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Tropentag 2023, September 20 - 22, Berlin, Germany

"Competing pathways for equitable food systems transformation: trade-offs and synergies."

Can gender-intentional information campaigns through social institutions enhance women’s participation in wheat seed markets?

Michael Euler, Abdu Mohammed, Moti Jaleta

International Maize and Wheat Improvement Center (CIMMYT), Ethiopia


Although many women actively participate in household crop production, farming under female responsibility is often characterised by low adoption and turnover rates of modern varieties. Enhancing equitable access to improved seeds can increase productivity of female managed cropping systems, foster social inclusion, and improve food security in the Global South. In small-scale wheat systems, female farmers often rely on informal seed sources and seeds from own stocks to obtain planting material. One major limitation to a more frequent uptake of fresh seeds includes the limited exposure and access to information on agricultural technologies, especially as women tend to be underrepresented in community-based farmer institutions and underserved by agricultural extension system. Through a randomised controlled trial, this study quantifies the effects of the delivery of gender-intentional information campaigns on the purchase of fresh wheat seeds by female farmers in Ethiopia. Implemented between May and June 2023 with 1000-1400 farmers, the study relies on existing socio-economic institutions to channel information on available varieties in the formal seed market and their agronomic properties to farmers. In contrast to conventional approaches, information campaigns are delivered through village-level institutions that are dominated by female or male members. Villages are randomly assigned to the following treatment arms: information campaigns through male dominated farmer cooperatives and female dominated women groups (T1); information campaigns through farmer cooperatives only (T2). Comparison of the share of female farmers who purchase fresh wheat seeds between treatment arms and control villages without information campaigns (C) allows the estimation of the treatment effect of gender intentional information campaigns on share of fresh seed purchases by female farmers. We hypothesise that gender-intentional information delivery has a positive effect on the purchase of fresh seeds from formal sources among female farmers in female headed households, and female farmers in dual headed households. We further postulate, that the effect of information on seed purchase is highest where female farmers already have an active role in household decision-making in crop production. Results will support the design of gender-intentional extension services, marketing, and delivery of newly released wheat varieties through the formal seed sector in Ethiopia.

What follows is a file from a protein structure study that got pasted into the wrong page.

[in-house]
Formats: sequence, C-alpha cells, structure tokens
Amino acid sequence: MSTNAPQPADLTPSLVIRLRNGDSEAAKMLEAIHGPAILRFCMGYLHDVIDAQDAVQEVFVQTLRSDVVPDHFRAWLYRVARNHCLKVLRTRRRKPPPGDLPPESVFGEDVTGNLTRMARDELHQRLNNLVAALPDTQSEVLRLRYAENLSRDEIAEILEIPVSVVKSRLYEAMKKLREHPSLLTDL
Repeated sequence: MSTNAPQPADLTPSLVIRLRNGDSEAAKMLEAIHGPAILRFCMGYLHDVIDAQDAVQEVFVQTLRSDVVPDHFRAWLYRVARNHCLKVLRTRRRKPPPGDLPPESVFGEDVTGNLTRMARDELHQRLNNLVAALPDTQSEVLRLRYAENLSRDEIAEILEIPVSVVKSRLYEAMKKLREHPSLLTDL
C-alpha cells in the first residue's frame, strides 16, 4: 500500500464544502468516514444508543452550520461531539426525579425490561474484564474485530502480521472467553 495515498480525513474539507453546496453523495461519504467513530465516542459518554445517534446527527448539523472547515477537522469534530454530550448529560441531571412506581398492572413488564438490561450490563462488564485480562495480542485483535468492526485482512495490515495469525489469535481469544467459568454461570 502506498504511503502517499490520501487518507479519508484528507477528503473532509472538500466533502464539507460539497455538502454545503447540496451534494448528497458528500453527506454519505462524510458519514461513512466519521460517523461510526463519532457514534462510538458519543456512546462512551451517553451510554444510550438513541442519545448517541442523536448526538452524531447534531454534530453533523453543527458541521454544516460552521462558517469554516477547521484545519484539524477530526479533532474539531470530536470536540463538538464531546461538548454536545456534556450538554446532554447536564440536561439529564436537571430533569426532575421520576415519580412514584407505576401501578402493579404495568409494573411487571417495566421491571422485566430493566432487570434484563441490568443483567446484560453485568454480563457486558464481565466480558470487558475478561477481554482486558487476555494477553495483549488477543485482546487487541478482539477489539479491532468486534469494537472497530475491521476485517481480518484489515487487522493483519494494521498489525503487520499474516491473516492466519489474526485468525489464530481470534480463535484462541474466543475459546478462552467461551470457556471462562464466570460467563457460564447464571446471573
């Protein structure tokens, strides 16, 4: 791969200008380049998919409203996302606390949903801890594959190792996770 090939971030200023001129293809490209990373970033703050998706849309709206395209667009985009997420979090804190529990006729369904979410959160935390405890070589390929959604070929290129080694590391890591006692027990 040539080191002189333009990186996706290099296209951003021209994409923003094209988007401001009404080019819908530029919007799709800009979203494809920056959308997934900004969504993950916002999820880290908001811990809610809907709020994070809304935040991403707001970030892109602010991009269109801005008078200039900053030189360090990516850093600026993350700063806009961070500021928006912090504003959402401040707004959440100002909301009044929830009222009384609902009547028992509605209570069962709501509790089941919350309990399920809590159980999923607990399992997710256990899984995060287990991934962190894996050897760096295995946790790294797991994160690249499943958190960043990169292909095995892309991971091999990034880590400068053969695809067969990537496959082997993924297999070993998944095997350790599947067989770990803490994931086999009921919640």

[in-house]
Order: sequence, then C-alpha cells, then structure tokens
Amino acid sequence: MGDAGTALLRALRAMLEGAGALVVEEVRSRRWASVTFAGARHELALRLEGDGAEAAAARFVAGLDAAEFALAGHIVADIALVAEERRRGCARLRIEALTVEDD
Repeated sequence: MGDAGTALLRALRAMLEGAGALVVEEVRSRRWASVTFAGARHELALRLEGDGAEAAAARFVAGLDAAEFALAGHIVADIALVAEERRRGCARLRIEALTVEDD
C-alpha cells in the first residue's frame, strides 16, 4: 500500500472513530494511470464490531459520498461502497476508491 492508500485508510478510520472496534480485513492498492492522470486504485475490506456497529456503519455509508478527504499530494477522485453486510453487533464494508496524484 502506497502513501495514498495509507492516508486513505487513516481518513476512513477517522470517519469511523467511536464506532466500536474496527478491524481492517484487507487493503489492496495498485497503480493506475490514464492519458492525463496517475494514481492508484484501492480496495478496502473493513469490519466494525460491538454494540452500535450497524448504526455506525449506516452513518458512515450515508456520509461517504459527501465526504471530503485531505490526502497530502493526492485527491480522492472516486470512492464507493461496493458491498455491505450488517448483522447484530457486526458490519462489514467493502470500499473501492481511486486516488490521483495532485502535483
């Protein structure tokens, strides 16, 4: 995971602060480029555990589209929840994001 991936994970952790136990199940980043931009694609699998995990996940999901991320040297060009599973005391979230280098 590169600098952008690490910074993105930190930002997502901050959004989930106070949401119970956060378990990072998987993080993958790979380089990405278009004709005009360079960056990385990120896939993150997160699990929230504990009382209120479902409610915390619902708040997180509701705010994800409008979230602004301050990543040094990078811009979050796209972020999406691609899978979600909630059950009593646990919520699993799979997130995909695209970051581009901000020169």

Keywords: Adoption of agricultural technologies, Ethiopia, gender, village institutions, wheat

Contact Address: Michael Euler, International Maize and Wheat Improvement Center (CIMMYT), Addis ababa, Ethiopia, e-mail: m.euler@cgiar.org

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